The Hanbali school is of the opinion that if the husband stipulates at the time of marriage that he will not make her leave her home or city, or will not take her along on journey or that he will not take yet another wife, the condition and the contract are both valid and it is compulsory that they be fulfilled, and in the event of their being violated, she can dissolve the marriage. The Hanafi, the Shafi’i and the Maliki schools regard the conditions as void and the contract as valid, and the Hanafi and the Shafi’i schools consider it compulsory in such a situation that the wife be given a suitable mahr, not the mahr mentioned (Ibn Qudamah. al-Mughni. vol. 6. chapter on marriage).
According to the Hanafi school, when the man puts the condition that the woman would have the right to divorce, such as when he says. ''I marry you on the condition that you can divorce yourself," the condition is invalid. But if the woman makes such a condition and says to the man, "I marry myself to you on the condition that I shall have the right to divorce," and the man says in reply. "I accept." the contract and the condition are both valid and the woman can divorce herself whenever she desires.
According to the Imamiyyah school, if at the time of contract, the woman stipulates such conditions as that the man shall not take another wife, or shall not divorce her. or shall not prohibit her from leaving home whenever she wants and wherever she wants to go, or that the right to divorce will be hers, or that he shall not inherit her, or any other such condition which is against the spirit of the contract, the condition will be considered void and the contract will be valid.1 But if she lays down such conditions as that the man will not make her leave her city, or will keep her in a specific home, or will not take her along on journeys, the contract and the condition are both valid. But if any of these conditions are not met, she does not have the right to dissolve the marriage.
However, if in such a situation the woman refuses to accompany him, she still enjoys all the rights of a wife, such as being provided with maintenance and the like of it.2 When the wife pleads of having included a valid condition in the contract and the husband repudiates the inclusion of such a condition, the wife will have to furnish evidence, because she has pleaded this extra condition. On the wife being unable to furnish the evidence, the husband will take an oath regarding the non-inclusion of the condition because he is the one who negates it.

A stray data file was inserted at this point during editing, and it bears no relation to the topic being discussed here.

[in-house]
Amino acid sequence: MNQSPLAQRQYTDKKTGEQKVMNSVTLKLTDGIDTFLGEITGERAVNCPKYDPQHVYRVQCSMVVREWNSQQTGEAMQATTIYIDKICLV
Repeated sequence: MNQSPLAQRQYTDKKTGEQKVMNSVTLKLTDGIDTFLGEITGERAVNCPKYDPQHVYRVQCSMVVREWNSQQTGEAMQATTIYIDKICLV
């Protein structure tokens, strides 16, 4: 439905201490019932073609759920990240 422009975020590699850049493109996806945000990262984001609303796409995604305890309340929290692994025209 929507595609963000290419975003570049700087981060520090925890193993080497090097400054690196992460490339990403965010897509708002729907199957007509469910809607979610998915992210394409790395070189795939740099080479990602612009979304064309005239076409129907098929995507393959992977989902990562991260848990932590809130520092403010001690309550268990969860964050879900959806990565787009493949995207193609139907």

- 1. According to the Imamiyyah, an invalid condition in a non-marriage contract results in the contract becoming void. But in a contract of marriage such a condition does not cause the contract nor the mahr to be void unless a choice is given regarding the voiding of the contract or a condition is laid that none of the consequences of the contract will follow, which is against the spirit of the contract. They have argued on the basis of reliable traditions that there is a difference between a marriage contract and other forms of contract.
Some of the legists have said: "The secret of this difference is that marriage is not an exchange in the true sense of the word as in the case of other forms of contract." The Imamiyyah scholars have extensive discussions on these conditions the like of which are not found in books of other schools. Those who want further information regarding these conditions may refer to al-Makasib of Shaykh Murtada al-'Ansari and Taqrirat al-Na'ini of al-Khwansar i, vol. 2, and the third part of Fiqh al- Imam al-Sadiq by this author.
- 2. In Farq al-zawaj of Ustadh 'Ali al-Khafif. it is stated that the Imamiyyah consider these kind of conditions as void. This is a mistake which has been caused as a result of confusing these kind of conditions with those which negate the spirit of the contract.